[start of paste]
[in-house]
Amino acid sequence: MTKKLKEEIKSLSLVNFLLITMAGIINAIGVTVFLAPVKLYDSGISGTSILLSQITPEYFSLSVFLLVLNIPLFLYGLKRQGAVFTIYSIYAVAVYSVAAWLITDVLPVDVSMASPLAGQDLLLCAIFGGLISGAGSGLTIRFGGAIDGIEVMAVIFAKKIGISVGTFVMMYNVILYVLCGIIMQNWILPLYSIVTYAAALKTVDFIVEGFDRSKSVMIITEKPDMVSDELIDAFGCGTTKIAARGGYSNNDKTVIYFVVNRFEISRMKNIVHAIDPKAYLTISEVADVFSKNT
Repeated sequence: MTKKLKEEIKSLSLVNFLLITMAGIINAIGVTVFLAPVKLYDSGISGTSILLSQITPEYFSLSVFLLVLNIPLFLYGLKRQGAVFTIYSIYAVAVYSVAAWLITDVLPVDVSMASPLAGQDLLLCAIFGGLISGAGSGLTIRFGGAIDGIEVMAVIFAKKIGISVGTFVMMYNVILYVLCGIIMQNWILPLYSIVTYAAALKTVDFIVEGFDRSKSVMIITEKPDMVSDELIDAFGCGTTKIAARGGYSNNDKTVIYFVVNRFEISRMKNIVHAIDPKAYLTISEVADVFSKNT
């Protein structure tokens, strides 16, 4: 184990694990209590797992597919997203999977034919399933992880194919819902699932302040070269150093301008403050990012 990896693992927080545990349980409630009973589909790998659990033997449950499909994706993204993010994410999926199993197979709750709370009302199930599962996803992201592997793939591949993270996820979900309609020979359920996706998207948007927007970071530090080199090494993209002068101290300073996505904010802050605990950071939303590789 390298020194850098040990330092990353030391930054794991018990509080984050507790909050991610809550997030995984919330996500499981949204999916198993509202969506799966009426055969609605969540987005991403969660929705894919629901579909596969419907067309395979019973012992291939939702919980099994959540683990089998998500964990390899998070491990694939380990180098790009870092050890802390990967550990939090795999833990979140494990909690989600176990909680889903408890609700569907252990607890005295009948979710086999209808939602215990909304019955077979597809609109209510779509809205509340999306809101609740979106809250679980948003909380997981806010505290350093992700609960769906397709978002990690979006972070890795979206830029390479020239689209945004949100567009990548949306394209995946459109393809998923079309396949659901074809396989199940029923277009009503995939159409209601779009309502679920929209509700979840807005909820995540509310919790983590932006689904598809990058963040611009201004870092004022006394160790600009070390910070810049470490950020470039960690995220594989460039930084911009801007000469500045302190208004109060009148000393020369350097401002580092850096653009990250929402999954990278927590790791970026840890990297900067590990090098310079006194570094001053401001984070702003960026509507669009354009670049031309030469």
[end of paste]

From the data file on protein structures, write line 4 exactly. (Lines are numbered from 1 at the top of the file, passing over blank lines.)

């Protein structure tokens, strides 16, 4: 184990694990209590797992597919997203999977034919399933992880194919819902699932302040070269150093301008403050990012 990896693992927080545990349980409630009973589909790998659990033997449950499909994706993204993010994410999926199993197979709750709370009302199930599962996803992201592997793939591949993270996820979900309609020979359920996706998207948007927007970071530090080199090494993209002068101290300073996505904010802050605990950071939303590789 390298020194850098040990330092990353030391930054794991018990509080984050507790909050991610809550997030995984919330996500499981949204999916198993509202969506799966009426055969609605969540987005991403969660929705894919629901579909596969419907067309395979019973012992291939939702919980099994959540683990089998998500964990390899998070491990694939380990180098790009870092050890802390990967550990939090795999833990979140494990909690989600176990909680889903408890609700569907252990607890005295009948979710086999209808939602215990909304019955077979597809609109209510779509809205509340999306809101609740979106809250679980948003909380997981806010505290350093992700609960769906397709978002990690979006972070890795979206830029390479020239689209945004949100567009990548949306394209995946459109393809998923079309396949659901074809396989199940029923277009009503995939159409209601779009309502679920929209509700979840807005909820995540509310919790983590932006689904598809990058963040611009201004870092004022006394160790600009070390910070810049470490950020470039960690995220594989460039930084911009801007000469500045302190208004109060009148000393020369350097401002580092850096653009990250929402999954990278927590790791970026840890990297900067590990090098310079006194570094001053401001984070702003960026509507669009354009670049031309030469």